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In-hospital mortality following treatment with red blood cell transfusion or inotropic therapy during early goal-directed therapy for septic shock: a retrospective propensity-adjusted analysis

Overview of attention for article published in Critical Care, September 2014
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About this Attention Score

  • In the top 25% of all research outputs scored by Altmetric
  • Good Attention Score compared to outputs of the same age (78th percentile)
  • Good Attention Score compared to outputs of the same age and source (66th percentile)

Mentioned by

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8 tweeters
facebook
4 Facebook pages

Citations

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14 Dimensions

Readers on

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51 Mendeley
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Title
In-hospital mortality following treatment with red blood cell transfusion or inotropic therapy during early goal-directed therapy for septic shock: a retrospective propensity-adjusted analysis
Published in
Critical Care, September 2014
DOI 10.1186/s13054-014-0496-y
Pubmed ID
Authors

Dustin G Mark, John W Morehouse, Yun-Yi Hung, Mamata V Kene, Andrew R Elms, Vincent Liu, Dustin W Ballard, David R Vinson

Abstract

IntroductionWe sought to investigate whether treatment of subnormal (<70%) central venous oxygen saturation (ScvO2) with inotropes or red blood cell (RBC) transfusion during early goal-directed therapy (EGDT) for septic shock is independently associated with in-hospital mortality.MethodsRetrospective analysis of a prospective EGDT patient database drawn from 21 emergency departments with a single standardized EGDT protocol. Patients were included if, during EGDT, patients concomitantly achieved a central venous pressure (CVP) of ¿8 mm Hg and a mean arterial pressure (MAP) of ¿65 mm Hg while registering a ScvO2¿<¿70%. Treatment propensity scores for either RBC transfusion or inotrope administration were separately determined from independent patient sub-cohorts. Propensity-adjusted logistic regression analyses were conducted to test for associations between treatments and in-hospital mortality.ResultsOf 2595 EGDT patients, 572 (22.0%) met study inclusion criteria. The overall in-hospital mortality rate was 20.5%. Inotropes or RBC transfusions were administered for an ScvO2¿<¿70% to 51.9% patients. Patients were not statistically more likely to achieve an ScvO2 of ¿70% if they were treated with RBC transfusion alone (29/59, 49.2%, P¿=¿0.19), inotropic therapy alone (104/226, 46.0%, P¿=¿0.15) or both RBC and inotropic therapy (7/12, 58.3%, P¿=¿0.23) as compared to no therapy (108/275, 39.3%). Following adjustment for treatment propensity score, RBC transfusion was associated with a decreased adjusted odds ratio (aOR) of in-hospital mortality among patients with hemoglobin values less than 10 g/dL (aOR 0.42, 95% CI 0.18-0.97, P¿=¿0.04) while inotropic therapy was not associated with in-hospital mortality among patients with hemoglobin values of 10 g/dL or greater (aOR 1.16, 95% CI 0.69 to 1.96, P¿=¿0.57).ConclusionsAmong patients with septic shock treated with EGDT in the setting of subnormal ScvO2 values despite meeting CVP and MAP target goals, treatment with RBC transfusion may be independently associated with decreased in-hospital mortality.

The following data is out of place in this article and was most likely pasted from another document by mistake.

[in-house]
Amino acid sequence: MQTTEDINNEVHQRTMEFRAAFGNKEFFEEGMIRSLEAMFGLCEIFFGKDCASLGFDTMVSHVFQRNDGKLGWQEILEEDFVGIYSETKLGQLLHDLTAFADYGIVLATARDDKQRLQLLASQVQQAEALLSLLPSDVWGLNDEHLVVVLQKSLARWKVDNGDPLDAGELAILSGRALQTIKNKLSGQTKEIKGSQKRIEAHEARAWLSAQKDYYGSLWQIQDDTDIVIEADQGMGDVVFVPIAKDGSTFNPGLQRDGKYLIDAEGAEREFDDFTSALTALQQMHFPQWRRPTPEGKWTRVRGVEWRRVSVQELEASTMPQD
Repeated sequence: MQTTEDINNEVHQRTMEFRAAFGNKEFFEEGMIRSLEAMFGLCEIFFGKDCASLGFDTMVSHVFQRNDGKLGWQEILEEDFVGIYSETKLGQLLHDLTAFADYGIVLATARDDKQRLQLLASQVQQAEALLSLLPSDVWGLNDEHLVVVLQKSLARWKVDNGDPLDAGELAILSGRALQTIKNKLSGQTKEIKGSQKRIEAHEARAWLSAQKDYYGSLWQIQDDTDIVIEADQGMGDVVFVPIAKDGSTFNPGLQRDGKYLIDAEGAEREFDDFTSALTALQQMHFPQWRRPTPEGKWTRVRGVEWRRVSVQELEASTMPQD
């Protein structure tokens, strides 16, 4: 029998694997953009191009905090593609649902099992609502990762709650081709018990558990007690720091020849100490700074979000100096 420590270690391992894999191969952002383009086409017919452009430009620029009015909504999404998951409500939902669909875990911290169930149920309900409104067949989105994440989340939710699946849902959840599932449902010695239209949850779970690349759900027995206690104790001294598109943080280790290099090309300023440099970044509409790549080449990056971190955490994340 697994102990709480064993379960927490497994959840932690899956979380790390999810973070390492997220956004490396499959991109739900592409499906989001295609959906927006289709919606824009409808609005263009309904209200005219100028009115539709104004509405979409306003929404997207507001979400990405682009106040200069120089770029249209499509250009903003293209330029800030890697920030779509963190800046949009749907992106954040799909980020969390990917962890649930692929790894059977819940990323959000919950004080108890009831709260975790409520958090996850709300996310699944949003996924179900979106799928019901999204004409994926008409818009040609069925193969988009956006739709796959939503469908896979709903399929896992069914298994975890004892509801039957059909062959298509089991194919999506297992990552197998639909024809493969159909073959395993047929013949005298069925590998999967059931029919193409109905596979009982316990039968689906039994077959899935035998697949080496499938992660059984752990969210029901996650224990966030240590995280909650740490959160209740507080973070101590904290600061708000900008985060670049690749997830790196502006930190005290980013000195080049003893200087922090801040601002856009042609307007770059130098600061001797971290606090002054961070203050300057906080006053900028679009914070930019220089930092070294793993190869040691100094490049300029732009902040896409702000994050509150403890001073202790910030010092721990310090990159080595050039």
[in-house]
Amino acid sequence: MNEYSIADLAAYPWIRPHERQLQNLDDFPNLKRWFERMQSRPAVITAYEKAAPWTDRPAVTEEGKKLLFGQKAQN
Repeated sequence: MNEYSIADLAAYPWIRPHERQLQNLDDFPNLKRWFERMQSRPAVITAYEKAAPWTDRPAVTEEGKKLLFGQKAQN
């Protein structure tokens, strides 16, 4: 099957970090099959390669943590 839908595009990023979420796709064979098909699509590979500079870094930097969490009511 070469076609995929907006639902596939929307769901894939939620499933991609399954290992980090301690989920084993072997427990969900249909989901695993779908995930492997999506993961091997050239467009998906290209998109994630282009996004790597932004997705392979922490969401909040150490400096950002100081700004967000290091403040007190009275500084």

Twitter Demographics

The data shown below were collected from the profiles of 8 tweeters who shared this research output. Click here to find out more about how the information was compiled.

Mendeley readers

The data shown below were compiled from readership statistics for 51 Mendeley readers of this research output. Click here to see the associated Mendeley record.

Geographical breakdown

Country Count As %
Greece 1 2%
Brazil 1 2%
Unknown 49 96%

Demographic breakdown

Readers by professional status Count As %
Researcher 8 16%
Other 7 14%
Student > Postgraduate 6 12%
Student > Doctoral Student 5 10%
Student > Ph. D. Student 5 10%
Other 13 25%
Unknown 7 14%
Readers by discipline Count As %
Medicine and Dentistry 37 73%
Nursing and Health Professions 2 4%
Mathematics 1 2%
Engineering 1 2%
Unknown 10 20%

Attention Score in Context

This research output has an Altmetric Attention Score of 6. This is our high-level measure of the quality and quantity of online attention that it has received. This Attention Score, as well as the ranking and number of research outputs shown below, was calculated when the research output was last mentioned on 19 October 2014.
All research outputs
#5,010,739
of 21,326,395 outputs
Outputs from Critical Care
#2,959
of 5,801 outputs
Outputs of similar age
#47,221
of 217,114 outputs
Outputs of similar age from Critical Care
#44
of 129 outputs
Altmetric has tracked 21,326,395 research outputs across all sources so far. Compared to these this one has done well and is in the 76th percentile: it's in the top 25% of all research outputs ever tracked by Altmetric.
So far Altmetric has tracked 5,801 research outputs from this source. They typically receive a lot more attention than average, with a mean Attention Score of 18.6. This one is in the 48th percentile – i.e., 48% of its peers scored the same or lower than it.
Older research outputs will score higher simply because they've had more time to accumulate mentions. To account for age we can compare this Altmetric Attention Score to the 217,114 tracked outputs that were published within six weeks on either side of this one in any source. This one has done well, scoring higher than 78% of its contemporaries.
We're also able to compare this research output to 129 others from the same source and published within six weeks on either side of this one. This one has gotten more attention than average, scoring higher than 66% of its contemporaries.